I try not to cry wolf about technology things. We can only shut down the Internet so many times. Electronic Frontier Foundation today:
Should President Donald Trump sign S.J. Res. 34 into law, big Internet providers will be given new powers to harvest your personal information in extraordinarily creepy ways. They will watch your every action online and create highly personalized and sensitive profiles for the highest bidder. All without your consent. This breaks with the decades long legal tradition that your communications provider is never allowed to monetize your personal information without asking for your permission first. This will harm our cybersecurity as these companies become giant repositories of personal data.
This wouldn’t be such a big deal if you could switch your ISP to somebody else. However, according to the FCC just last year, the vast majority of US households have only one option for broadband service. This is in addition to the roughly 10% of households with no broadband at all, which disporportionately affects rural areas and tribal lands.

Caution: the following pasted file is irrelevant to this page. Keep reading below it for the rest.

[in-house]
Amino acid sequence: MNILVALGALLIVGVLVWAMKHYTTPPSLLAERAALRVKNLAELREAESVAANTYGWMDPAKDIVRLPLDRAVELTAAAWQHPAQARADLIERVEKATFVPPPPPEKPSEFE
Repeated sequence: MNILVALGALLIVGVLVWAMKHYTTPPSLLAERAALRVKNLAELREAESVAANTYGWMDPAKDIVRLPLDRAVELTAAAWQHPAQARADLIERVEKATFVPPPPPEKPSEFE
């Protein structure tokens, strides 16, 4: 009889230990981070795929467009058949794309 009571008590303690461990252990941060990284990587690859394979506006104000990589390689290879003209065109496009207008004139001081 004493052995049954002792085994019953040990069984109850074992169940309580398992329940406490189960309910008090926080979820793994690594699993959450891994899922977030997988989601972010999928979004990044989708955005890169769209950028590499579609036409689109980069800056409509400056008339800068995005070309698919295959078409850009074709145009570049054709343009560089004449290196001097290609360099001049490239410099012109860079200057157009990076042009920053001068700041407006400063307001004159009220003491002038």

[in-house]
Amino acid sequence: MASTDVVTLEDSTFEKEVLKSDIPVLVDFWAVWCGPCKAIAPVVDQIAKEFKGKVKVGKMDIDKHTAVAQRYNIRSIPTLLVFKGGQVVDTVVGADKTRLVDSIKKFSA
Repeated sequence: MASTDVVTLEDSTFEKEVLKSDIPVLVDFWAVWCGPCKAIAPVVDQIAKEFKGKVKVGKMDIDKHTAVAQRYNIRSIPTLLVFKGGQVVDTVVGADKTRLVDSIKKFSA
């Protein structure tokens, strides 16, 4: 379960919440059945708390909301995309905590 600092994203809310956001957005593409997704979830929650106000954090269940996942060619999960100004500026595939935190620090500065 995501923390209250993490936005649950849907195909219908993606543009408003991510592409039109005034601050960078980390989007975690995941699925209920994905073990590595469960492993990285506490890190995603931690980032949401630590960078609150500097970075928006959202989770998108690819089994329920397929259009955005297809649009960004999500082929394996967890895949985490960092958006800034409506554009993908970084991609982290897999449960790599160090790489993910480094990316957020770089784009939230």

As the EFF points out above, this is also a huge security problem. These companies have not always been great stewards of user data in the past, and they haven’t cared due to the lack of competition. You can’t switch easily like you can on mobile broadband, where competition has driven prices down dramatically just in the last six months. Other companies are using your data as well, like Google. But, you can pretty easily avoid using Gmail if you want to. You can’t choose a company other than your local ISP if you know they have a history of data breeches. Now, they’re going to suck up all that juicy user data and make themselves even bigger targets, with no benefit to consumers and no oversight.